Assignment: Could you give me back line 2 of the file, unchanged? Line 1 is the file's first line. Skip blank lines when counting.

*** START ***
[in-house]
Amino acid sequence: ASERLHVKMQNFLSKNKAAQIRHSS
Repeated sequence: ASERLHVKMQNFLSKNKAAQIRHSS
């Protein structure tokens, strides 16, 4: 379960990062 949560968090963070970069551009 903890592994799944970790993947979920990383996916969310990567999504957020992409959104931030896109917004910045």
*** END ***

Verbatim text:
Amino acid sequence: ASERLHVKMQNFLSKNKAAQIRHSS